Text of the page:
How Curiosity Works and Why You Should Care

“The most exciting phrase to hear in science, the one that heralds new discoveries, is not ‘Eureka!’ but ‘That’s funny.'” – Isaac Asimov

Are you curious? If not, I can’t imagine that you have spent any time reading articles on measuring and optimizing the success of your interactive marketing efforts. That’s what I’ve been writing about for the past 16 years.

In order to be a good analyst, in order to manage analysts, in order to become an integral part of a data-driven (or simply data-informed) organization, curiosity is the most crucial attribute a person can have. Even more important than math skills. A mathematical genius with no curiosity is the same as a spelling bee master with no story to tell.

Curiosity is vital to invention, innovation, and keeping the cat population under control. Curiosity means you are open-minded, engaged, interested, and generally more interesting.

But what is curiosity? As it turns out, it’s how the brain rewards itself for learning.

The brain rewards itself with drugs. In this case, we’re talking about dopamine. It’s that emotional rush you feel when you achieve realization; that moment that makes you cry, “Ah-ha!”

I just figured out what to get my niece for her birthday and she’ll love it!
I just figured out how to get my car started in the snow!
I just figured out how to sell more blue widgets to Eskimos!

That flash of realization comes with a little squirt of dopamine to deliver a positive feeling. When the hypothesis is tested and proven true, another shot of dopamine reinforces the neural connections to reinforce the memory of that solution.

Some realizations are so strong and emotionally charged that a repeat performance is not necessary.

The stove is hot!
Barking dogs bite!

The truly curious individual will risk pain and suffering for knowledge.


Some realizations take a few iterations before the conclusion sinks in.

Beer and vodka don’t mix.
Driving too fast really bumps up my insurance costs.
Showing up late for work hurts my chances for a promotion.

The mechanism of realization and a brief, dopamine brain high is an evolutionary strategy to make learning fun. The more we learn, the more likely our antecedents will outnumber those of our competitors.

One study got up close and personal with brain chemistry:

…When specific proteins in mice brains’ dentate gurus were increased, brain cells changed how they communicated with one another. The animals’ memory during complex tasks – and the level of exploratory behaviour – increased. However, when the proteins were blocked in this small brain region, curiosity and spatial memory decreased. Researchers say that they believe they’ve found a model for how brain activity leads to curiosity and that their findings, published in the journal ‘Neuron’ may lead to the development of drugs that improve human learning.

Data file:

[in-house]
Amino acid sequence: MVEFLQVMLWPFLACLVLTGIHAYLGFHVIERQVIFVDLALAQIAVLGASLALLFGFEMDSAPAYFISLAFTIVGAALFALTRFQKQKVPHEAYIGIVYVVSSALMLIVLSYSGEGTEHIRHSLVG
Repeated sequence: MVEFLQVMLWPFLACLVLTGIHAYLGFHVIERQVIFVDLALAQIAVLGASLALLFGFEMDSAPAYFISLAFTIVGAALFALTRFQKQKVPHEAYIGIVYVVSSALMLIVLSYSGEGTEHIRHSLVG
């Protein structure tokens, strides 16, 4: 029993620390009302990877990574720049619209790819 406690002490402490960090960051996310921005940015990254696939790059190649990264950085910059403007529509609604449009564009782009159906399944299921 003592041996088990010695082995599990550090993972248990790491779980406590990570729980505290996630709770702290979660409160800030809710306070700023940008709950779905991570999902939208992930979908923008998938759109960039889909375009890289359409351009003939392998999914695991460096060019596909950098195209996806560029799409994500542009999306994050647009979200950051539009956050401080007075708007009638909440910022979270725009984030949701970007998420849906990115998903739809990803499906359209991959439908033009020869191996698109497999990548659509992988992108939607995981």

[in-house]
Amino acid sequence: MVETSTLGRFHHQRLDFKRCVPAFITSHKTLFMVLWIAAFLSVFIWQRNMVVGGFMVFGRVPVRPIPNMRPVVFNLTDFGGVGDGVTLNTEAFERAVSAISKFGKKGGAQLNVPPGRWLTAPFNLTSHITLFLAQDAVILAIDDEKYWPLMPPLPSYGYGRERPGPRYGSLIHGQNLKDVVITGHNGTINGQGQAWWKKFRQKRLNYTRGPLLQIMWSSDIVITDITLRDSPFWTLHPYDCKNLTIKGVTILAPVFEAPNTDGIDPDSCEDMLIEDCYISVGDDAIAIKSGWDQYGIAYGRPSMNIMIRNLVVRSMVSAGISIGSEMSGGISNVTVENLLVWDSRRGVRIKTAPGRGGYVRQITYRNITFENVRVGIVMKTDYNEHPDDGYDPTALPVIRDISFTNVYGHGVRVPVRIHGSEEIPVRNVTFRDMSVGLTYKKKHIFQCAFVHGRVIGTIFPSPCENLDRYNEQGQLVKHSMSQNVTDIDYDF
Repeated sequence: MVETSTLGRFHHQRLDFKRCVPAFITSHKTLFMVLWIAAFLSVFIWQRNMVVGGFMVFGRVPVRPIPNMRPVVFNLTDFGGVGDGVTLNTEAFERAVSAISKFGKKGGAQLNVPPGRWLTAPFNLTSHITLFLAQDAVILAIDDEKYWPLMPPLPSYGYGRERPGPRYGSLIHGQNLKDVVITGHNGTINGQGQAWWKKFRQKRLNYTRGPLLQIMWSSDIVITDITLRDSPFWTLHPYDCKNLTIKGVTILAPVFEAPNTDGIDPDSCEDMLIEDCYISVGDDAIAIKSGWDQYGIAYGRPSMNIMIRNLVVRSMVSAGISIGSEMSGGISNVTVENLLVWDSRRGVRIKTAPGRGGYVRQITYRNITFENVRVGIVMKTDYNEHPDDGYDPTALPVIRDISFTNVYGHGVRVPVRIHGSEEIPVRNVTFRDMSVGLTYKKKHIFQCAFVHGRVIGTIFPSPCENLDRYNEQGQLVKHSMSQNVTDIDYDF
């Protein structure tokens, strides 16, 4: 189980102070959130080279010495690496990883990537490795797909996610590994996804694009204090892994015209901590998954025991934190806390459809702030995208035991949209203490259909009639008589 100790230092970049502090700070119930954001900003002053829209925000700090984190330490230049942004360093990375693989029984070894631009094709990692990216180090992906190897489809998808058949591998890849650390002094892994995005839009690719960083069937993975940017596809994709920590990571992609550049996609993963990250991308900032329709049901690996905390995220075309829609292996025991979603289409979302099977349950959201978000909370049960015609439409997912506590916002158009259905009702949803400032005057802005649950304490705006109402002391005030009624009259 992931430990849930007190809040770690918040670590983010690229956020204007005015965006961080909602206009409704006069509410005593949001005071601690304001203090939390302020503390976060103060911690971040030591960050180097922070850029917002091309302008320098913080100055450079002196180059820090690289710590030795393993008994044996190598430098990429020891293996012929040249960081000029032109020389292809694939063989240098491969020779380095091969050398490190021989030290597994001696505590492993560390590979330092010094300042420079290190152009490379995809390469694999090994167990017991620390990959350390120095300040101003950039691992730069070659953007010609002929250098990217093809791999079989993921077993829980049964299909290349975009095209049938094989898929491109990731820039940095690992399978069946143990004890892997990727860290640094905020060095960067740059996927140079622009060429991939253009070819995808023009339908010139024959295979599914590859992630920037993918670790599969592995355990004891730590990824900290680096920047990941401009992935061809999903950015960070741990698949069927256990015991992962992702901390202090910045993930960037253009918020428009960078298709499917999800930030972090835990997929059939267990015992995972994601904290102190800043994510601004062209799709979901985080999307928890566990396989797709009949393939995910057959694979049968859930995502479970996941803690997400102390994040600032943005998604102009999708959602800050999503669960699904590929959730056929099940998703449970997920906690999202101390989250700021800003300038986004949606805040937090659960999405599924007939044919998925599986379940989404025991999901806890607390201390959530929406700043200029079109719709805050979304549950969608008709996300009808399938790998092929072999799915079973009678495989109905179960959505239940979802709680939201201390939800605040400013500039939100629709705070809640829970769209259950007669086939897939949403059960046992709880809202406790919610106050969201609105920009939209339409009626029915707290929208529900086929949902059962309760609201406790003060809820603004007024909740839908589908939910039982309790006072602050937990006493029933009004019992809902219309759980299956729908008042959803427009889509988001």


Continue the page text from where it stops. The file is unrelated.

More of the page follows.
Another study got up close and personal with human subjects:

We scanned subjects with functional magnetic resonance imaging while they read trivia questions. The level of curiosity when reading questions was correlated with activity in caudate regions previously suggested to be involved in anticipated reward. This finding led to a behavioral study, which showed that subjects spent more scarce resources (either limited tokens or waiting time) to find out answers when they were more curious. The functional imaging also showed that curiosity increased activity in memory areas when subjects guessed incorrectly, which suggests that curiosity may enhance memory for surprising new information. This prediction about memory enhancement was confirmed in a behavioral study: Higher curiosity in an initial session was correlated with better recall of surprising answers 1 to 2 weeks later.

Until we can hand out Curiosity Pills, it is your responsibility to remain curious, to foster curiosity in others, and to hire people who are curious.

How do you foster curiosity?

  • Study “creativity techniques.”
  • Get your hands on some IDEO Method Cards.
  • Go to lunch someplace you’ve never eaten before.
  • Go buy and read a magazine about something you know nothing about.
  • Audit a course at your local university on an unrelated topic.
  • Stretch your mind.

The most interesting man in the world says, “Stay thirsty, my friend.” What he should say is, “Stay curious, my friend.”

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